India is finally waking up to the fact that their country is lagging far behind the competition for Chinese tourism, which is no less than a huge missed opportunity for their nascent tourism industry. While China’s other neighboring countries have seen their tourism industries explode due to the growing Chinese tourism market, India has performed worse than even some of the most far-flung and expensive destinations in the region.

But that may be about to change, at least if India’s tourism minister KJ Alphonse gets his way. At an event in Beijing, Alphonse suggested that India should make a targeted push to gain “at least 10 percent” of the 144 million Chinese tourism market by 2023. That would mean 14.4 million tourists, or around 50 percent more visitors than Chinese tourists’ favorite international destination, Thailand, attracted all of last year.

To put things into perspective, India attracted 240,000 Chinese visits in 2017, and that’s without an upward trend (in 2016, the country received some 251,000 Chinese travelers). Bringing that figure to 14.4 million by 2023 would mean a 6,000 percent increase, an unprecedented explosion in Chinese travel to a specific destination.

And while India’s tourism goals in regards to the Chinese market might be outside the realm of possibility, it’s clear that the country’s tourism minister is earnest about wanting a bigger slice of the Chinese tourism pie.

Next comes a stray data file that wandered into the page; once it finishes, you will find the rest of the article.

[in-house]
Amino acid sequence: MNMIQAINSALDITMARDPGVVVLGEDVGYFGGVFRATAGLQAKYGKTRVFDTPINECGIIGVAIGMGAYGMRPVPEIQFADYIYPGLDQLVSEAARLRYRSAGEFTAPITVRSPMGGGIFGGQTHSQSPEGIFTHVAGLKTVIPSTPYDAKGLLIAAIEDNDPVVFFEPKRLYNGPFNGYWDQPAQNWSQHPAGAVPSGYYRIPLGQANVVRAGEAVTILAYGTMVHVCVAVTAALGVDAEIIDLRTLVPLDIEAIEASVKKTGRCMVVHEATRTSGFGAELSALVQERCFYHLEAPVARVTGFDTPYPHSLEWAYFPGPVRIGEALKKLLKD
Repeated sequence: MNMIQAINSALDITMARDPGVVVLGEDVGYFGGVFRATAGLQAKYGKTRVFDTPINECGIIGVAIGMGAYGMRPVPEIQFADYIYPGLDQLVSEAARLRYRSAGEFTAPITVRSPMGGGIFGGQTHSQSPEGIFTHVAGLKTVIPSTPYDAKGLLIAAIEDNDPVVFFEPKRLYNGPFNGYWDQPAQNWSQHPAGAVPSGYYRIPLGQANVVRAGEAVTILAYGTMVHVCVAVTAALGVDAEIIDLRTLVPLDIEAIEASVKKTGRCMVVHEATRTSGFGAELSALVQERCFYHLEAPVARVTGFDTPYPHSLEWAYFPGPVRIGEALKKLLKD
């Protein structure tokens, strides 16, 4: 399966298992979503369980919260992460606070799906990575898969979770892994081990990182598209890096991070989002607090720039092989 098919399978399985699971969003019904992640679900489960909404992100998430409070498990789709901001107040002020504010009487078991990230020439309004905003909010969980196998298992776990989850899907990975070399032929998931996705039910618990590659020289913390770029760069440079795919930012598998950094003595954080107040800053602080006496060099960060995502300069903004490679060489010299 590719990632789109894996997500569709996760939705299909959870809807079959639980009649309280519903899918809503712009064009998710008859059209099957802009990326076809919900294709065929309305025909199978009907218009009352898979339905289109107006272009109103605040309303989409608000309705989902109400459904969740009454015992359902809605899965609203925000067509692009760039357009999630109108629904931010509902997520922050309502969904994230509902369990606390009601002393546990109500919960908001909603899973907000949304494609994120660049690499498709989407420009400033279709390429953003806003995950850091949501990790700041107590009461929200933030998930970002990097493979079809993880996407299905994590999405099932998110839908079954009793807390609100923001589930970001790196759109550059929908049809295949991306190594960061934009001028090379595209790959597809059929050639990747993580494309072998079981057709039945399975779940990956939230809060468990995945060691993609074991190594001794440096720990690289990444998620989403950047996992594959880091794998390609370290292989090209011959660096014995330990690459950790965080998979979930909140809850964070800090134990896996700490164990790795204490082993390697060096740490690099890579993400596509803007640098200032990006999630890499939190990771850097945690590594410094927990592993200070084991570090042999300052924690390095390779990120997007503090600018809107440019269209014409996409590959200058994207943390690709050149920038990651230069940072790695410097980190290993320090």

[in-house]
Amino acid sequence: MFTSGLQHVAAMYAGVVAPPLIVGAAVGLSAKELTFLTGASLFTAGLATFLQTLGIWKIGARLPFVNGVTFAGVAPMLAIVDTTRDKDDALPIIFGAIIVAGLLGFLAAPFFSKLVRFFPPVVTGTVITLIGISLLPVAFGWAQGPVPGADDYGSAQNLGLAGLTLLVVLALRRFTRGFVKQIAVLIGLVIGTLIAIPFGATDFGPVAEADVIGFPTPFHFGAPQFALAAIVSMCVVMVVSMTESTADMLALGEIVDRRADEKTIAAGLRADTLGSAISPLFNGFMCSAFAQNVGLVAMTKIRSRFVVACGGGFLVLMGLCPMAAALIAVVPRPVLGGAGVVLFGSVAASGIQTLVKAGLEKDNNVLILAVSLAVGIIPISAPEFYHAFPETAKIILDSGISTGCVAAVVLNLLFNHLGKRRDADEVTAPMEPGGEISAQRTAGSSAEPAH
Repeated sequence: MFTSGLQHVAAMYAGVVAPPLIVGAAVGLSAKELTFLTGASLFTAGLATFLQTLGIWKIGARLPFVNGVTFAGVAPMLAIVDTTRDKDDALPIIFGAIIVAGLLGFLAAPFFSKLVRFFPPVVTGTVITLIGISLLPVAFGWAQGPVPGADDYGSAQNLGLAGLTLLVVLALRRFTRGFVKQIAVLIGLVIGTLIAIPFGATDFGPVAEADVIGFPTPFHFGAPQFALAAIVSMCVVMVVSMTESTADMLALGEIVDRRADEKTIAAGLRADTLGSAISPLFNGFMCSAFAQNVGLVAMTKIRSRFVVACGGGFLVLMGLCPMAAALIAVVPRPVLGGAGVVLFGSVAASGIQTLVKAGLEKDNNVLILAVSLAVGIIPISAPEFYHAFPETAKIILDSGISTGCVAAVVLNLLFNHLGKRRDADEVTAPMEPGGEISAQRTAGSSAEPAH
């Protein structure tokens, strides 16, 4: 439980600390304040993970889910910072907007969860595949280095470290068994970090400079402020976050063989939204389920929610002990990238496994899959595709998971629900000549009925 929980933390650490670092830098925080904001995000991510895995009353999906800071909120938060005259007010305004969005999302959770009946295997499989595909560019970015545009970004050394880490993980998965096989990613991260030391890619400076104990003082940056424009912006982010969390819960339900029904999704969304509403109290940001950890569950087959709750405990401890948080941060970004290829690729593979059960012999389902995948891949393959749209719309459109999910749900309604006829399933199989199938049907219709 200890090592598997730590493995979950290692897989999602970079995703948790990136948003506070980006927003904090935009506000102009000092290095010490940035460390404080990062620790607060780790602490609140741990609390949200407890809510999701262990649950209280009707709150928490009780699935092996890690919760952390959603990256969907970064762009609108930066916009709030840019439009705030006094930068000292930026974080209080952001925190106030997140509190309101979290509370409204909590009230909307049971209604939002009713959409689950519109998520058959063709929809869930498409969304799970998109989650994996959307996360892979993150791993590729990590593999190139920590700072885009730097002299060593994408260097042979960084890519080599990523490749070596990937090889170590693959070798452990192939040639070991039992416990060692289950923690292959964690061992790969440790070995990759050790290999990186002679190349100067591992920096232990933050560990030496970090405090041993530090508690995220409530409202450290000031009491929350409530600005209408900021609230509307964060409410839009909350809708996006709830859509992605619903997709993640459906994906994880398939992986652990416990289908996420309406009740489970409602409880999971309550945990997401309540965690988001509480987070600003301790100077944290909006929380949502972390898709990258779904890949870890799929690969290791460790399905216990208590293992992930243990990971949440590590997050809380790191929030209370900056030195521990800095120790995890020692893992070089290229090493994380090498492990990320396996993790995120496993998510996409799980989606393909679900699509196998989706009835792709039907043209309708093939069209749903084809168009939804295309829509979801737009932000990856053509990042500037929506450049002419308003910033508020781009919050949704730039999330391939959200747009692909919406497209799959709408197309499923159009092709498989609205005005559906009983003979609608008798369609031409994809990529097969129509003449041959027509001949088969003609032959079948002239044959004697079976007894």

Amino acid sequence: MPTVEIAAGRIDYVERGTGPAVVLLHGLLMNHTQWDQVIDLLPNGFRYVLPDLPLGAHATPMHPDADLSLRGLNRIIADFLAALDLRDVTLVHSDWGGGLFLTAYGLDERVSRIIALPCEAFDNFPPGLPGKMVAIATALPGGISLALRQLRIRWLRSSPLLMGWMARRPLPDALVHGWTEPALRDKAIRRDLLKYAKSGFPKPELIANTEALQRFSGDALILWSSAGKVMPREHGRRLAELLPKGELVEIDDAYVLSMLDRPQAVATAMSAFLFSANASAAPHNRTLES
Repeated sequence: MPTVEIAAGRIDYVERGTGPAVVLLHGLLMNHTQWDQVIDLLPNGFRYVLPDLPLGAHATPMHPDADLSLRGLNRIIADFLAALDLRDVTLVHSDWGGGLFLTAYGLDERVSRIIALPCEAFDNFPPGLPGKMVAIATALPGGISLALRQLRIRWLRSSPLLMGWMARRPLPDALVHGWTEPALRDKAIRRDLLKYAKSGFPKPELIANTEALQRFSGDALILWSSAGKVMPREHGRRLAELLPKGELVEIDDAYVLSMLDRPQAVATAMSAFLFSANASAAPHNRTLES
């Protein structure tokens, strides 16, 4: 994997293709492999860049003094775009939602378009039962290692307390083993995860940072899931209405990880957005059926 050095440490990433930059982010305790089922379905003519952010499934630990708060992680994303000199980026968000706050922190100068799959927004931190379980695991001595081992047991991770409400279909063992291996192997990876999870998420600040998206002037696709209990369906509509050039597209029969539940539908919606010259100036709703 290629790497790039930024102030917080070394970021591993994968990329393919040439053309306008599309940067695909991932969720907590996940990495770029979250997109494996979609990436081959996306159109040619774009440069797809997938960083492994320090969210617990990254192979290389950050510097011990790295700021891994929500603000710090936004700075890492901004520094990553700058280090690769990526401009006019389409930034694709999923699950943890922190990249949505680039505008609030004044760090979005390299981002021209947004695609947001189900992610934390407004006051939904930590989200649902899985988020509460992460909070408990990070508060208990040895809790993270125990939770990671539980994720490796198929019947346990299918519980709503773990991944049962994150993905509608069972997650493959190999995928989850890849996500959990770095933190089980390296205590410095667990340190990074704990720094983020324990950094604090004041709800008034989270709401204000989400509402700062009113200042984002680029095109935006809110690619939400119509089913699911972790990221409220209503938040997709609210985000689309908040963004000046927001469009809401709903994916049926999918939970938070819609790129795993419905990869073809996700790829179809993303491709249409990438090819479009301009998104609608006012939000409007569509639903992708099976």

On Tuesday this week, India’s Tourism Ministry hosted an event in Beijing that brought tour operators from both India and China together to explore potential business opportunities. According to a report in CGTN, the ministry intends to hold similar events in Shanghai, Wuhan, and Guangzhou as well.

While that is far from enough activity to boost India’s tourism from China by a staggering 6,000 percent over a five-year span, it’s undoubtedly a good first step now that India is beginning to realize the enormous potential within the Chinese tourism market.

Alphonse also addressed one of the most limiting factors to Sino-Indian travel—air connectivity—by saying that he would “initiate a dialogue with the aviation minister to increase flight connectivity” between the two countries.